2016 Christmas Lottery Winners

winner-list-2

Congratulations to everyone who won with 2016 Saskatchewan SPCA Christmas Cash Lottery.

On behalf of the Board and staff of the Saskatchewan SPCA, thank you to everyone who supported the Society through this season’s lottery!

Draw Date: Winner’s Name City: Amount: Ticket:
November 12
Early Bird Draw 1
Syanne Hilbig Wadena $1,000  10368
November 19
Early Bird Draw 2
Dale Johnston Wynyard $1,000  12251
November 23
Early Bird Draw 3
Shelley Duxbury Shaunavon $1,000  22509
December 1 Alice Porter Conquest $100  21254
December 2
Festive Friday
Chris Harold Saskatoon $500  16080
December 3 John Gunn Brock $100  06150
December 4 Marcia Green Saskatoon $100  09644
December 5 Ruth L. Nergard Bengough $100  02239
December 6 Tonalee Rusnak Melville $100  02272
December 7 Charles Simpson Saskatoon $100  00767
December 8 Veronica Nontell Dinsmore $100  22124
December 9
Festive Friday
Larry & Lucy
Schroh
Unity $500  12536
December 10 Joan Fallis Estevan $100  06995
December 11 Clint & Nadia
Yarie
Kamsack $100  01430
December 12 Leslie Hicks Outlook $100  01542
December 13 Blanche White Nipawin $100  19323
December 14 Donelda Gorniak Wolseley $100  04672
December 15 Darcelle Lemaire Canora $100  15771
December 16
Festive Friday
Linda Schopfer Marsden $500  08760
December 17 Ron Vick Weyburn $100  22589
December 18 Marcus Koeberlin Prince Albert $100  04938
December 19 Doreen Richaud Forget $100  11811
December 20 Robert Solie Regina $100  04598
December 21 Viola Illingworth North Battleford $100  14961
December 22 Carmen Thompson  Saskatoon $100  12813
December 23
Festive Friday
Julien & June Prevost  Archerwill $500  02693
December 24 Ken Dresser  Unity $100  18379
December 25 Wendy Schlamp  Grenfell $100  20257
December 26 Brad & Karen Beutler  Wapella $100  17523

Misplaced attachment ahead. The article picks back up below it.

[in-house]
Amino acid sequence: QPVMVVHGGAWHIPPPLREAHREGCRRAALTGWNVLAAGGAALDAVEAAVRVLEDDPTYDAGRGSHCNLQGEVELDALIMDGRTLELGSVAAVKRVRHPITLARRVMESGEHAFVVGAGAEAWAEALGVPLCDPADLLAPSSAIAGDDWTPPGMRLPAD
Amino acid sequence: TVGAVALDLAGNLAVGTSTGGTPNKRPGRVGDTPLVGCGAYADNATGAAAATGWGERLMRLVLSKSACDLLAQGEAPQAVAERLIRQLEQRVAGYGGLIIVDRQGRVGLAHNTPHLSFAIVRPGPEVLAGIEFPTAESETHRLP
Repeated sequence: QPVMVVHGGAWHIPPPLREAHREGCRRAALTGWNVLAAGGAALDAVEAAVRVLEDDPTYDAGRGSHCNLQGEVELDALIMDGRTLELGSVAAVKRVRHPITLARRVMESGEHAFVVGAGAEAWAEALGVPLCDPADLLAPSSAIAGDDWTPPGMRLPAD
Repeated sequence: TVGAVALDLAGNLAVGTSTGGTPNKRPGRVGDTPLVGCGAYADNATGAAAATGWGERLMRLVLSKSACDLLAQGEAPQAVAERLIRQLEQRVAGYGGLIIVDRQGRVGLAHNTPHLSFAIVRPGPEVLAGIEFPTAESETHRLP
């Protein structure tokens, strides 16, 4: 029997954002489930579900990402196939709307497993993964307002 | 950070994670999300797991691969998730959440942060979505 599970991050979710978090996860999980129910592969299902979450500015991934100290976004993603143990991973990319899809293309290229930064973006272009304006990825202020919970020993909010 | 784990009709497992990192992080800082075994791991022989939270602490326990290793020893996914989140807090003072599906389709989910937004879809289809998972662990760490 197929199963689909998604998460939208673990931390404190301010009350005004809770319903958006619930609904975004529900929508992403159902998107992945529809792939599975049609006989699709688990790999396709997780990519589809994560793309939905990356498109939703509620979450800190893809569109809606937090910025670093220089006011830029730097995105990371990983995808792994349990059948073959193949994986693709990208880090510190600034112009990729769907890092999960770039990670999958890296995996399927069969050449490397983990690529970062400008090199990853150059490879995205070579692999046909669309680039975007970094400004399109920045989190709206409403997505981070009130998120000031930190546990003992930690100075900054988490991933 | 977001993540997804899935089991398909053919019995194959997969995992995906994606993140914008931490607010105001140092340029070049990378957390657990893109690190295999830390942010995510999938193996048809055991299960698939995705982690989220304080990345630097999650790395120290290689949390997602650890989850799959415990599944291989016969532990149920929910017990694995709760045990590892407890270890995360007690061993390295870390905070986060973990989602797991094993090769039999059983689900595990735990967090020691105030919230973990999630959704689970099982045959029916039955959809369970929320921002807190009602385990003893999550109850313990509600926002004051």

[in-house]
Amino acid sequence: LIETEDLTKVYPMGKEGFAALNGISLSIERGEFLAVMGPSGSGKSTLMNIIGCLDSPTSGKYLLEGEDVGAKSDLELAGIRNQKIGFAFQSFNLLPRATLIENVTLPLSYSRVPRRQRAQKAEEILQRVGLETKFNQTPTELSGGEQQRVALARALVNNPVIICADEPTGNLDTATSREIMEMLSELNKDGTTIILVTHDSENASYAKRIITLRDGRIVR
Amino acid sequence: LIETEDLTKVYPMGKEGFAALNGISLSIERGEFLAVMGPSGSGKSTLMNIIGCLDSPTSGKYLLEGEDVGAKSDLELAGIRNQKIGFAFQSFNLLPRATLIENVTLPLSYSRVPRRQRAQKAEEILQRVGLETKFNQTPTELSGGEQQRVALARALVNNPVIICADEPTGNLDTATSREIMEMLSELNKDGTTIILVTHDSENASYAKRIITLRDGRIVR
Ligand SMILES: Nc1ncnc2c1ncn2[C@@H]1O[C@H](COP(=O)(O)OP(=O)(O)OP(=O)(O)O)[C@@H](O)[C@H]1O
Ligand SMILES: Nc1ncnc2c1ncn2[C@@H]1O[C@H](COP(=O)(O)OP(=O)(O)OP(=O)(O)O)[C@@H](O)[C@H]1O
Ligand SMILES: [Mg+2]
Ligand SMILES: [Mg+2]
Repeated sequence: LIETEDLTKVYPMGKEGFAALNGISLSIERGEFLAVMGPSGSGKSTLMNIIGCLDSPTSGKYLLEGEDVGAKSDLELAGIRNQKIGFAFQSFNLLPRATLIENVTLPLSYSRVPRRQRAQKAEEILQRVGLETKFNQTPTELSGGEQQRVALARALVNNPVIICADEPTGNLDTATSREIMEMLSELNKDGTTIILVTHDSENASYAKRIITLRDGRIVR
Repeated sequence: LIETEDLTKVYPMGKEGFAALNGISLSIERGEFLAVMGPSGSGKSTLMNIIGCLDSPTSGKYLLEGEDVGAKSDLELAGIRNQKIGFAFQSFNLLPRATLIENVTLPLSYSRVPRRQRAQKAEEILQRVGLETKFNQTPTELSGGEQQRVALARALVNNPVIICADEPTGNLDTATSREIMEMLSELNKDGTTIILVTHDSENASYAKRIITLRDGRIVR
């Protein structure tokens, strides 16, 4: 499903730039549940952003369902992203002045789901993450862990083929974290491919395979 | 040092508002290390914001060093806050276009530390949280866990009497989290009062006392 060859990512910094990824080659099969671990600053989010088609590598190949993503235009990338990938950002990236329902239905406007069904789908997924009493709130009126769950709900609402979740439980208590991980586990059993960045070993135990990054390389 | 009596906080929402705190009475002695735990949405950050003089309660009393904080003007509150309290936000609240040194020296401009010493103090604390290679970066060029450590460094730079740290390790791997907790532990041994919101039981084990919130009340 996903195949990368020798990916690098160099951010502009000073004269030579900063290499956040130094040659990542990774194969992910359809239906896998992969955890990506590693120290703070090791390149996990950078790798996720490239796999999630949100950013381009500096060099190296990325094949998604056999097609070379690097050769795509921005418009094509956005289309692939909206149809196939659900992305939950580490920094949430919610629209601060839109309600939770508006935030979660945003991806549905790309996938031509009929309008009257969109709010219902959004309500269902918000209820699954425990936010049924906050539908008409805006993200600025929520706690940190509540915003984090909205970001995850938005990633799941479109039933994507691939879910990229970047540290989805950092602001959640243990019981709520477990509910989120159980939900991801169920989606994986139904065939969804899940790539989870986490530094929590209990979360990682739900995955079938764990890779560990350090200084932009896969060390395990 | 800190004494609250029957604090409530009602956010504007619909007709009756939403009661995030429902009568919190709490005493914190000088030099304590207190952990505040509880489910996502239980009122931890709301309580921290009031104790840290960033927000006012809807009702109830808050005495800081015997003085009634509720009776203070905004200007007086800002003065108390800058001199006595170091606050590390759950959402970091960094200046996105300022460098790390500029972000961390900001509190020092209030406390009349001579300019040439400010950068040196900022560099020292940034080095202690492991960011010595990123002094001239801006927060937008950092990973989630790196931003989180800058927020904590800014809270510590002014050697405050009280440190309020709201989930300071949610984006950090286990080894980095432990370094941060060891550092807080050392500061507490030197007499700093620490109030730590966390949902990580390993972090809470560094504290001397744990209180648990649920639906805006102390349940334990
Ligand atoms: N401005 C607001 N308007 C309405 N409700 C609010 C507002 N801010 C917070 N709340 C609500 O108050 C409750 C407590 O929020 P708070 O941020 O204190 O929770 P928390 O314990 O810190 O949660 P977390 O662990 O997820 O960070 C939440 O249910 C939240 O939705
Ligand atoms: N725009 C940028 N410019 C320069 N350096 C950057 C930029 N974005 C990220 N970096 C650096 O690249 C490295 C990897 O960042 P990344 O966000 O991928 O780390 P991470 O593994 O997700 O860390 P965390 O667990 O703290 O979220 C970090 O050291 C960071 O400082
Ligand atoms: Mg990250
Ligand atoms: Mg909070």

December 27 Judy Hogg  Saskatoon $100  02324
December 28 Carol Minty  St. Walburg $100  05275
December 29 Verol F. Smith  Abbey $100  20619
December 30
Festive Friday
Charlene Goodwin  Christopher Lake $500  17586
December 31
Grand Prize
Nicole Rewuski  Saskatoon $25,000  23978
December 31
Huge Supporter
Rob & Chris Hopkins  Elrose $10,000  18359
December 31
50/50 Kitty Pool
Richard & Eileen Sword  Unity $27,462.50  013988

Notice of Annual General Meeting

The Saskatchewan SPCA Annual General Meeting will be held:

Saturday, September 24, 2016 at 5:00 p.m.
Concorde Room, Travelodge Hotel, 106 Circle Drive West, Saskatoon

Everyone is welcome. The AGM is open to the public.

If you have questions or comments, please contact us at 1-877-382-7722 or email info@sspca.ca.

Empty Our Shelters Adopt-A-Thon

In a first for Saskatchewan, SPCAs and humane societies throughout the province are joining together for the Empty Our Shelters Adopt-A-Thon.

The plan is to find a forever home for as many animals as possible. The Saskatchewan SPCA encourages people interested in expanding their family through animal adoption to contact their local SPCA or humane society to learn more about Empty Our Shelters and to find out how to get involved.

Empty Our Shelters runs from Friday, August 19 to Sunday, August 21.

Contact information for SPCAs and humane societies in Saskatchewan:

Battlefords Humane Society
306-446-2700

Humboldt & District SPCA
306-682-5550

Lloydminster & District SPCA
780-875-2809

Moose Jaw Humane Society
306-692-1517

Prince Albert SPCA